It was a mere two weeks ago that I shared that two of our three dogs were terminally ill and nearing the end of their days here on earth. I knew it was coming. I have for a long time. But in the 14 days between then and now, it has become abundantly clear that it’s time to help our boys cross over to what I believe is a heaven that includes the very gifts God gives us to love in this life.
After well over a year of knowing and caring for Sam’s heart condition, and after a summer of caring for Vito in the throes of cancer, their little bodies are saying “enough.” And though I’m an adult, I’m still the anxious little girl who is having a helluva hard time preparing to say goodbye.
In a way, we’ve been preparing for this for what feels like ages. When you care for a terminally ill being, there is always the gloom of knowing that what you are doing is temporary, and that one day your care will not be enough. You know you’re buying time, and that time has a limit to it.
But that kind of preparation doesn’t mean you’re ready. You may be intellectually “ready,” but emotionally? Never, really.
Sadly, we must face those emotions this week, as we know the time has come to put both of our ailing dogs down. And as we figured out the “when,” their little bodies have taken a turn for the worse, as if to reinforce our decision. But being “right” doesn’t stop the heartbreak.
Sam has always been a love muffin. Easygoing, accepting of everyone (except, for some strange reason, never a fan of the shoe covers that home repair people wear). I remember how sweet he was when we brought our newborn home. Though I was never worried that he might not like the new addition, seeing him give a gentle lick to our baby made me know that he knew what we brought home was yet another someone for him to love.
Seeing him now, though, I know it is his time. Still a sweet love muffin, his heart condition has made for labored breathing and fluid retention that’s needed draining multiple times. He has had episodes where his body—now so boney from muscle shrinkage—goes limp. He has difficulty walking. He’s wet himself and not even known it. He can hardly hear or see, and his appetite is only roused with chicken. He just seems so lost. Still, he melts into me when I rub his shrunken body…always eager to receive love. And as I give him that love, it tears me up. I can feel him responding to that love…and I know that because of that love, I must do the right thing. We must love him all the way.
Vito is my sweet pea. We rescued him from a rather eccentric shelter, and he’s been ours since moment one. He and Sam got along from the start, and they are our Salt and Pepper.
Vito has the softest ears…he lets me twirl them, and they are like a calming worry stone for me. If I stop giving him the pets he wants, his nose pushes my hand until I relent and pet him some more. He loves my lap—though lately, his emaciated body has a difficult time getting comfortable there, and he prefers to snuggle by my side. At night, his spot on the bed is in the crook of my knees, but lately he seems to need more space for his tender frame. And even though he is still beside me, I already miss the weight of his little body snugged up to mine. It’s like the Vito that we’ve known is already departing.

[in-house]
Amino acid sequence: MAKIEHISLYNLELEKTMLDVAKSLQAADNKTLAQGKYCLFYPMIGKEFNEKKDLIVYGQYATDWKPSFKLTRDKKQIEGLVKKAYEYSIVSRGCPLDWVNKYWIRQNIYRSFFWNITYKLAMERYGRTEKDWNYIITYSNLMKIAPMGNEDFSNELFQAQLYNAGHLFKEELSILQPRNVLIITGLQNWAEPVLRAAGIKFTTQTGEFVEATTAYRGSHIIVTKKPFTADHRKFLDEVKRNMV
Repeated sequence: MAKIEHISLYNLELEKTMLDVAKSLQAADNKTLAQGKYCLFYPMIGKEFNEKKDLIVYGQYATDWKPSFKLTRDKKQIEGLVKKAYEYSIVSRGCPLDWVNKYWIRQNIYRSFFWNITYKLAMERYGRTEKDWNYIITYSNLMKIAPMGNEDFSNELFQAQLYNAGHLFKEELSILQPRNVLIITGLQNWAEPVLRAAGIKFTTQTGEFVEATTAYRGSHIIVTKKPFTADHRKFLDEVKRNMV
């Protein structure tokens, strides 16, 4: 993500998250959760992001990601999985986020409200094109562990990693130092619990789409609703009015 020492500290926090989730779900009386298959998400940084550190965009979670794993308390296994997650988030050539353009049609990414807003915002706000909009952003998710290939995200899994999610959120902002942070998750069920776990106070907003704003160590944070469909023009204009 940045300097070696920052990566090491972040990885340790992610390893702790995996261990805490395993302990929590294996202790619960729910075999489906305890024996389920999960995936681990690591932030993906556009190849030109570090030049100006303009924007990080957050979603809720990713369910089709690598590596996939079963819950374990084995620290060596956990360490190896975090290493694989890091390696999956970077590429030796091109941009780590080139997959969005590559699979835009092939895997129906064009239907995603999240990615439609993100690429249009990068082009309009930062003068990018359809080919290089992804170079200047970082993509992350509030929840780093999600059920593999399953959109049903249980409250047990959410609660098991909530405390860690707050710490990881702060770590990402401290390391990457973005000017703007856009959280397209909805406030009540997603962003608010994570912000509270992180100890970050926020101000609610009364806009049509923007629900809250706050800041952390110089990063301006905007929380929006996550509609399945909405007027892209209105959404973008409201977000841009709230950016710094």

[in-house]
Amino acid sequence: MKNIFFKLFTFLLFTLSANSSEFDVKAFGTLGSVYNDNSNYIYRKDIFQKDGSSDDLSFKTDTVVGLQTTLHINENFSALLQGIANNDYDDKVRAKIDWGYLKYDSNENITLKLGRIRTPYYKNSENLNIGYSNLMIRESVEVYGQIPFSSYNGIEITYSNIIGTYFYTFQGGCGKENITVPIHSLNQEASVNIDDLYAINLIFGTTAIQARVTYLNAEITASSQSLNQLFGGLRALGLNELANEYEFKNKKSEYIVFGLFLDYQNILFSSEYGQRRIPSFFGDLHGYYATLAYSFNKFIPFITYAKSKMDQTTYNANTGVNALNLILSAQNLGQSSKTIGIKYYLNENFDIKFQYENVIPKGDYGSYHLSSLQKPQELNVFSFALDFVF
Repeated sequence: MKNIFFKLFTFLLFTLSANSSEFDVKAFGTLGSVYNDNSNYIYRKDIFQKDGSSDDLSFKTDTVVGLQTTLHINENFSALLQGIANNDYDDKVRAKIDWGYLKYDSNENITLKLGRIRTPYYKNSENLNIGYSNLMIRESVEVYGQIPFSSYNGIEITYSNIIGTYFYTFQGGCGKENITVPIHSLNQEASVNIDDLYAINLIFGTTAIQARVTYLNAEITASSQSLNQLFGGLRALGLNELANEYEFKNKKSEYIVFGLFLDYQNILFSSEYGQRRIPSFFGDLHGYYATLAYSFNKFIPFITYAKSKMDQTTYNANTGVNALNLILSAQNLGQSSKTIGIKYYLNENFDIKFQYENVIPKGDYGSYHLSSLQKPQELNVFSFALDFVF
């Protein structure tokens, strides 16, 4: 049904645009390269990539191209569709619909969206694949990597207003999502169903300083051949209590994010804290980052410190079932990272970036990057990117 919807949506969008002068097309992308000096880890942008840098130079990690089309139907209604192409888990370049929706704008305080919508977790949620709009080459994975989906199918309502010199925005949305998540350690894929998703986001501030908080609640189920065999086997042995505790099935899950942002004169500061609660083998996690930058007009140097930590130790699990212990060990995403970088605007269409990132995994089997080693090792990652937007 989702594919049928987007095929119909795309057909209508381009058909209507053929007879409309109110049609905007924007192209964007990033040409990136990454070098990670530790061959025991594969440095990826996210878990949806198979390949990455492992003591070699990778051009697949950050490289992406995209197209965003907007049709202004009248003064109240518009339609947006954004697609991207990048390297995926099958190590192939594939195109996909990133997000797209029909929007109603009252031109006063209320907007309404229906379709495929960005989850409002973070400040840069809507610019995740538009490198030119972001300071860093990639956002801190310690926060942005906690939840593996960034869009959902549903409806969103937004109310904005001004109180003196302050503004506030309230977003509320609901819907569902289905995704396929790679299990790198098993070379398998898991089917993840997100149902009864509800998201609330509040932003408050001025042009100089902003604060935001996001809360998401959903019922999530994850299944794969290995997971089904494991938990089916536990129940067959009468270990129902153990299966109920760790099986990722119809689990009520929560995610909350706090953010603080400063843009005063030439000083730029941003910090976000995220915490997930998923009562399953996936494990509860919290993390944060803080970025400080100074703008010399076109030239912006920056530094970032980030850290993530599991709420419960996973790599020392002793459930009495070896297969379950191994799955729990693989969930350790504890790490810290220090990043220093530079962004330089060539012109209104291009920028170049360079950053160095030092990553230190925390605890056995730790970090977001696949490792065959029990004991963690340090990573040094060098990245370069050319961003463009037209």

He made it through major surgery in the beginning of the summer only to learn he was far from being out of the woods. In fact—he’d never leave those woods. He’d just have a little more time to live there as his body was wracked with an unrelenting cancer. And now he is really only skin and bones because of that damn disease. But even with that major assault on his body, his tail kept wagging—until this past week. Now, along with the rest of his symptoms, he has trouble walking and even doing his “duty.” He is weaker and moves as though he is in growing pain. I swear he looks at me with eyes that plead, “Please Mom. Enough. I can’t fight anymore.”
And we will honor that plea.
Not exactly days to look forward to, but…days from which there are no escape.
My son, Tony, has experienced the loss of my sister’s dog, and while he handled it well, it still affected him greatly. Earlier this summer when we thought we were going to have to put Vito down then, it was the first time he had to face what it will be like when it is his own dog. We talked about the pain, and how much it will hurt. But we also talked about how much love there is for it to hurt so deeply. It was a bit of a “practice run” of the grief we will face. The grief we will face…this week. Even though I’ve been through the experience with other pets, it never gets easier. And to have to bear two within days? Excruciating.
Yesterday Tony asked me, “Why is God doing this to us?” It is a question that often arises when pain lashes out at us.
“Well,” I responded, “I don’t believe God is doing this to us. Free will exists, and that brings both good and bad. But I do believe that we are meant to learn something from the pain we go through.”
“So then what are we supposed to learn from this??”
“I don’t know, Honey. We have to go through it to know. If we knew ahead of time, we wouldn’t have to go through it. We just have to wait and see. But there will be something for us if we ask the question.”
The opportunity to ask that question and learn the answer is coming sooner than I’d hoped, but I know it is the right time for our beloved boys. The week ahead has the opportunity to teach us a lot through the pain—about ourselves, each other, love—and when we’re ready, I do believe we will be able to understand some (never all) of what the pain of life has to teach us.
These are hard, challenging lessons. Ones that we don’t get to choose…and though the circle of life doesn’t answer to our call…
…it moves us all
Through despair and hope
Through faith and love
Till we find our place
On the path unwinding
In the Circle…The Circle of Life